Sunday, January 01, 2006

A New Year's Movie-fest

A movie a day starts the new year OK. Three movies (going to the movie-house movies) in three days, with a fourth planned for tomorrow - a perfect way to ring out da' old and ring in da' new. Now as soon as you read this, turn off your computer and get thee to your local cinema, because I have two outstanding recommendations.

First, Capote. The movie is a slice of Capote's life rather than a sweeping life-saga, focusing on his In Cold Blood-researching/writing years (1959-1966-ish). I guess the hardest thing about portraying Truman Capote would be to not overdo it to the point of being a caricature (though he was kinda a caricature in real life). Philip Seymour Hoffman is more than up for the challenge. Though he has some grand gestures, it's the tiny, almost imperceptible tics and habits that make you believe you're watching the real thing. And Catherine Keener as Nell Harper Lee is powerful and understated - just the way a good Southern woman, who happens to be a brilliant writer, should be.

Unlike most films today, this one takes its time - unfolding, revealing itself at a slower, more natural pace. But there ain't a dull frame in it. It's the story of a mass murder, law enforcement and the judicial system, the inner workings of a great writer, and how a book is birthed. It's about manipulation and ego and reality running smack into ambition. And, Lord, what was in the water in that little Alabama town that nurtured the literary talents of Truman Capote and Harper Lee at the same time? Where I can get me some (as we say in the South)?

The second, Good Night and Good Luck. Shot in glorious black and white (which I love, by the way), the film harks back to a time curiously (scarily) like our own. Ace CBS reporter Edward R. Murrow pushes television journalism to its heights, undaunted by the likes of sweaty old Joe McCarthy or network boss Bill Paley. Seems this McCarthy guy has the notion that there are Communists under every rock, especially every government and military rock, and he's going to expose them, the Constitution be damned. Hmm. And anyone who disagrees with him is labeled a Communist. Another hmmm. He's only trying to protect us. Er, hmmmmmm.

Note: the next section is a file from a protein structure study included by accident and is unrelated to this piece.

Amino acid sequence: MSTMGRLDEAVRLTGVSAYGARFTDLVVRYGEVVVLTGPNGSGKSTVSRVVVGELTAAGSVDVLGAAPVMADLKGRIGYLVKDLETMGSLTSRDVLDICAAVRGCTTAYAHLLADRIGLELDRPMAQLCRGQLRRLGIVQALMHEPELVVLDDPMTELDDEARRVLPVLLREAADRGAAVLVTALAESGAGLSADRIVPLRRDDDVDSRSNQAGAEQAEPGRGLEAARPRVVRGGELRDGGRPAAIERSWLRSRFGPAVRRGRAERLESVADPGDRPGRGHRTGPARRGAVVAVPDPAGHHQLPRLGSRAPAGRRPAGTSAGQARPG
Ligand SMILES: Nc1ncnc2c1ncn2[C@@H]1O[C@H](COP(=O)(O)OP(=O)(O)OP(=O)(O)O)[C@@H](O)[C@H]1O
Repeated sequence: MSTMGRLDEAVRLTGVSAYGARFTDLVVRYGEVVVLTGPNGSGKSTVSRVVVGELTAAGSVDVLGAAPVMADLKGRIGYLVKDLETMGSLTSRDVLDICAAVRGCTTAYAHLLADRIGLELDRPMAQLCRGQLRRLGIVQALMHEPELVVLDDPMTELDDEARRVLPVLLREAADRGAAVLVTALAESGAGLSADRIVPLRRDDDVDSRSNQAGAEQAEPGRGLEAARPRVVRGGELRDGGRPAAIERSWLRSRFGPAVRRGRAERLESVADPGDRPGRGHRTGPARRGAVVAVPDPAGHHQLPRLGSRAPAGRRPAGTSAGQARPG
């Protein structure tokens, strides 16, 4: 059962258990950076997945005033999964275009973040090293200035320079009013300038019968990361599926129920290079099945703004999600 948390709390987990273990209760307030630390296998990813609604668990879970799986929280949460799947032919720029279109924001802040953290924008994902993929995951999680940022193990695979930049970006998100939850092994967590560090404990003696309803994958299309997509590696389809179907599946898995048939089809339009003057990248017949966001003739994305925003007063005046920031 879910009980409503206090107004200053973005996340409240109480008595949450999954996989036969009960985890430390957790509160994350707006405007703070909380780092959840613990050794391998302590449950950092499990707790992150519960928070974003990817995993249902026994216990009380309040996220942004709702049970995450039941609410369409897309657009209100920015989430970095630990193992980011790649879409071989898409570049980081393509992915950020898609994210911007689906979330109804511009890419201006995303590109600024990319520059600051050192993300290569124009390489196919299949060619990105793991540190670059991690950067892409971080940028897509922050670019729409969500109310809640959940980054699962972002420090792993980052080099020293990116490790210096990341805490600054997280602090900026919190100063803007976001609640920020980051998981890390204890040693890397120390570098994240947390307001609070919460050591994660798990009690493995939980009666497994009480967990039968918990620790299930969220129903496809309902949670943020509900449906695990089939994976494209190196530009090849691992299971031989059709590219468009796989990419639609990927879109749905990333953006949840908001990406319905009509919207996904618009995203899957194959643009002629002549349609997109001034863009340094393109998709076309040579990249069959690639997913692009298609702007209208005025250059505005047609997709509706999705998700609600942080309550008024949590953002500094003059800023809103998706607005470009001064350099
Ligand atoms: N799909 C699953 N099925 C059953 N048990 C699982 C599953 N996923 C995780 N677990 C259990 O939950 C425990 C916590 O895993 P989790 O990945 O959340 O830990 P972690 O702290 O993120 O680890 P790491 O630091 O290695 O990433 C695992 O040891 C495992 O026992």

David Strathairn as Murrow just nails the performance. The solemn delivery, the ever-present cigarette, the no-nonsense mannerisms - within minutes, I forgot I wasn't watching the real guy. The rest of the cast is just as solid - George Clooney (director/co-writer) as Fred Friendly, Robert Downey, Jr. and Patricia Clarkson as the Wershbas, Frank Langella as William Paley, and Jerry Mathers as the Beaver. No, sorry. I mean Joe McCarthy as Joe McCarthy (even scarier than Jerry Mathers as the Beaver). And great jazz bridges by singer Diane Reeves - wowsa'.

Clooney grinds a darn good ax here - an ax that needs grinding continually in our history, it seems. Would that we had journalists today willing to face down the powers that be.

The New Yorker reviewed both films in an October article, if you're interested.

The other movie I saw was Harry Potter, the second time for me but my friend hadn't seen it and was really keen. Enjoyed it just as much as the first time I saw it. Tomorrow, The Producers - saw the original cast on Broadway, but I don't mind reliving it on film (though I'm not expecting it to be as thrilling as the live performance, natch). And I may push my movie-going stamina to the limits by going to Narnia on Tuesday evening. We'll see. I may be filmed out for a while after tomorrow. I'm already on popcorn-overload.

OK. Push yourself away from the computer, and run to the theatre!

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